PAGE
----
3 things you might not know about Orange Shirt Day

Orange Shirt Day Illustration

The day that raises awareness about residential schools was inspired by a heart-wrenching story

Why do people wear orange shirts on September 30? And what does this bright colour have to do with residential schools in Canada? Here’s a quick primer.

1. Orange Shirt Day references a real orange shirt taken from a residential school survivor

Now in her late 40s, Phyllis Webstad still remembers the new orange shirt that her grandmother bought for her when she was six years old. She wore it proudly on her first day at a church-run residential school in Williams Lake, B.C. But then school authorities stripped her of her clothes, cut her hair and took her shirt away. She never got it back.

“The colour orange has always reminded me of how my feelings didn’t matter, how no one cared,” she writes. “I went to a treatment centre for healing when I was 27 and have been on this healing journey since then. I finally get it, that the feeling of worthlessness and insignificance, ingrained in me from my first day at the mission, affected the way I lived my life for many years.”

Phyllis Webstad, founder of Orange Shirt Day.
Phyllis Webstad’s story inspired Orange Shirt Day.
Photo courtesy of Phyllis Webstad

2. The day aims to raise awareness of the residential school system in Canada

Webstad is one of more than 150,000 First Nations, Métis and Inuit children who attended Indian residential schools in Canada between the late 1800s and 1996. These schools were operated by the Canadian government and church organizations and were part of Canada’s official policy that aimed to eliminate Indigenous Peoples’ languages and cultures and, through assimilation, cause them to cease to exist as distinct peoples.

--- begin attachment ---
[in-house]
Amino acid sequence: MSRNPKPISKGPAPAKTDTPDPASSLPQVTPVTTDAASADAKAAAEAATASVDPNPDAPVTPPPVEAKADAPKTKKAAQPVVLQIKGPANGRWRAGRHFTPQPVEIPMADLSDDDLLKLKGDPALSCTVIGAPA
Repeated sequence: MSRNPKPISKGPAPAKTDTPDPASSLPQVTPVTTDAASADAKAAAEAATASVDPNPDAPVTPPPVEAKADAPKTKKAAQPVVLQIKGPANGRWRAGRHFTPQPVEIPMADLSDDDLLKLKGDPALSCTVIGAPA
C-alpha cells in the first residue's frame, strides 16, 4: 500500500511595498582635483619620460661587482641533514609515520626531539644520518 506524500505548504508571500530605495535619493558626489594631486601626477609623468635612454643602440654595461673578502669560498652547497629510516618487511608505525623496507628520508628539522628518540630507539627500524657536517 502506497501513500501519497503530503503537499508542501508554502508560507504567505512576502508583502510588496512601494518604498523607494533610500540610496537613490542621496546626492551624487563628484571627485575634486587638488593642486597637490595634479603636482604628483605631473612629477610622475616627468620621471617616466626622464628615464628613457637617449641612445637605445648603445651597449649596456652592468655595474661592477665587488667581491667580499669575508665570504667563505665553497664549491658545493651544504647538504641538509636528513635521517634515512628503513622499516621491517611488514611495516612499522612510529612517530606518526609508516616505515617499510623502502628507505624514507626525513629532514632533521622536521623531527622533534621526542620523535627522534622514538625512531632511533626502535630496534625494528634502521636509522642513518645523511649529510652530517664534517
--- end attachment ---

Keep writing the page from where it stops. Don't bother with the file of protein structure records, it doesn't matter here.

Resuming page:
It is estimated that between four to six thousand children died at residential schools.

3. Wearing an orange shirt reminds us of the impact of residential schools still felt today

Residential schools are not far in the past; the last one closed in 1996. As Webstad’s story attests, many survivors are still coping with the trauma from their time at the schools, including physical and sexual abuse. The intergenerational impact is still felt through communities.

Orange Shirt Day was created as an opportunity to discuss the effects of residential schools and their legacy. It honours the experiences of Indigenous Peoples, celebrates resilience and affirms a commitment that every child matters.


Learn how to participate in Orange Shirt Day on September 30


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Tagged

  • Residential schools
  • Truth and Reconciliation